Black Jews Are Not a Monolith

I'm a Black Jew, but stop asking me to speak on behalf of all Black Jews.

I’m not the only Black Jew alive, and I’m alarmed by the amount of the times I feel compelled to remind people of that fact.

As our national conscience has rightfully turned to fighting injustices wherever we see them these past few months, too often I find myself in conversations or debates with people who treat and view me as if I’m the spokesperson for a group of people. Not only is it exhausting, it’s also disappointing and dangerous.

I do, of course, understand why people seek out diverse perspectives when educating themselves about different sociopolitical or cultural issues. But, I also frequently notice that when it comes to engaging with people with unique perspectives and ideas, or just those that differ from their own, many people are satisfied with treating individual people as authorities on issues. They’re comfortable with viewing entire groups of people as monoliths. This is not only an unhealthy practice, it’s a habit rooted in the very erasure these people are trying to address.

When Nick Cannon was trending recently for making anti-Semitic comments, I was inundated with comments and questions from people who wanted input from a Black Jew. Part of me was thankful that people wanted to have deep and transparent conversations about racism, anti-Semitism, and when the two collide. Another part of me knew that many of the people who reached out to me for my thoughts wouldn’t reach out to any other Black Jews or supplement my comments in any meaningful and productive way. I was their token Black Jew, and whatever I said would now become The Official Black Jewish Response — which of course doesn’t exist, because not all Black Jews agree on everything (I mean, have you met Jews?).

My perspective is that of a Black Jew who was once part of an Orthodox community — but left due to extreme racism and constant experiences with microaggressions — and now navigates life as a cultural Jew rather than a religious one. Other factors have informed my perspective as well, including being queer and identifying as a leftist. I’m endlessly inspired by lessons from former rabbis and teachings from religious texts, but my personal relationship to God is complicated. I’m just as motivated by and immersed in spiritual and mystical teachings and traditions passed down from my ancestors in the African diaspora. And while I did study Judaism academically as a practicing religious Jew in the past, my thoughts about current events are deeply informed by non-religious sources of inspiration.

In short: I’m a unique individual with unique experiences that have shaped my perspective into what it is today. I am the authority and spokesperson for my own Black Jewish experience, but not the Black Jewish experience. There isn’t one way to be a Black Jew, nor is there one single experience that fully encapsulates what it is like to be a Black Jew.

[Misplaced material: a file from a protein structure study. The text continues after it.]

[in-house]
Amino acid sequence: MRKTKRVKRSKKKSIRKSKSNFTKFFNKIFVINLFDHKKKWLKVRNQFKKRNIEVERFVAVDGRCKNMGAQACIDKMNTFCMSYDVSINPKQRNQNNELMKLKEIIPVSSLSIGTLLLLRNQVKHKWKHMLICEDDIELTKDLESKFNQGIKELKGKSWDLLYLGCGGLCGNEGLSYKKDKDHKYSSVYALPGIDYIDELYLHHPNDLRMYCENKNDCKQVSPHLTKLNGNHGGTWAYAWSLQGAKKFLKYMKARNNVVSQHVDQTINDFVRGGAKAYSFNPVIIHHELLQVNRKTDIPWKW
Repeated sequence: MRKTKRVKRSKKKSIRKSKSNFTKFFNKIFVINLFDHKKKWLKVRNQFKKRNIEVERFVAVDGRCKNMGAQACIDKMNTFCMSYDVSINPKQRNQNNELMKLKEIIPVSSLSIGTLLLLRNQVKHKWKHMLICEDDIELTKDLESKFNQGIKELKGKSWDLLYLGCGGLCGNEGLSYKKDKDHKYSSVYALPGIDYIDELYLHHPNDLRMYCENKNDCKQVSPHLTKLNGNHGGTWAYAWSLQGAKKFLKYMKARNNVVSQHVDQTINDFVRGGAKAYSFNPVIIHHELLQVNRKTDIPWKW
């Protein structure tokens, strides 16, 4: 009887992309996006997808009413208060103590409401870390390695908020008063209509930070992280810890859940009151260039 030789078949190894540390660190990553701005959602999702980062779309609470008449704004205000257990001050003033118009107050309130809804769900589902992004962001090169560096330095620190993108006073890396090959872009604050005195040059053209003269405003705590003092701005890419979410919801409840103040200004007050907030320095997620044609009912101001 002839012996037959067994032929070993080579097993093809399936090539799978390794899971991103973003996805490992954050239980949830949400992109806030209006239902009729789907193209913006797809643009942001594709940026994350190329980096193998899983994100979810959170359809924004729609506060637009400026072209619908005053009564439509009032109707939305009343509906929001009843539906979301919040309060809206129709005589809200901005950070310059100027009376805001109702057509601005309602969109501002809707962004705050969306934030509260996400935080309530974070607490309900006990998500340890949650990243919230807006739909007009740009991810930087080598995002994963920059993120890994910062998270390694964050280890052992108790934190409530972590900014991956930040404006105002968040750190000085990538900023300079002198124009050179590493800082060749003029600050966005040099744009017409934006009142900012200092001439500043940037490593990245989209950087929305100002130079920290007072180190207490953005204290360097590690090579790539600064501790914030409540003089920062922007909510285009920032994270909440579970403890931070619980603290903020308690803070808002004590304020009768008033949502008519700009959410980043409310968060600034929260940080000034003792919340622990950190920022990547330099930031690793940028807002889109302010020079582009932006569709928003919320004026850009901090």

That goes for any other identity, for that matter. People with shared identities and similar experiences still live different lives and have unique perspectives. No two people navigate life on Earth in the same way, even if they happen to “check the same boxes.” No group is monolithic and there are so many factors that impact people’s perspectives, especially with respect to their social, political, and cultural beliefs.

So while yes, I appreciate it when people turn to me to have meaningful discussions with them about important topics, especially when they do so to gain clarity or insight about a topic I have personal and unique experience with due to certain aspects of my identity, I do so in the hopes that they don’t let my thoughts speak for an entire group of people — and the hopes that I won’t be the only person whose insight they seek.

When it comes to issues related to anti-Semitism and anti-Blackness, Black Jews can speak to shared experiences regarding both in ways that no one else can, so our testimonies and knowledge should be sought, honored, and respected when these issues arise. But the diversity of opinions within the Black Jewish community also must be recognized.

Honest, empathy-driven communication is key in the process of repairing our world. It’s also key in matters of social justice. Listening to the people at the forefront of any given issue is always the right move, but I sincerely hope after people come to me for insight that they don’t stop there.

Header image design by Emily Burack. Original image by Ponomariova_Maria/Getty Images.

Jesi Taylor Cruz

Jesi Taylor Cruz (she/they) is a philosophy graduate student, environmental justice activist, and writer based in NYC. Their work focuses on the sociocultural conditions that provide the conditions of possibility for genocide within a transnational context.

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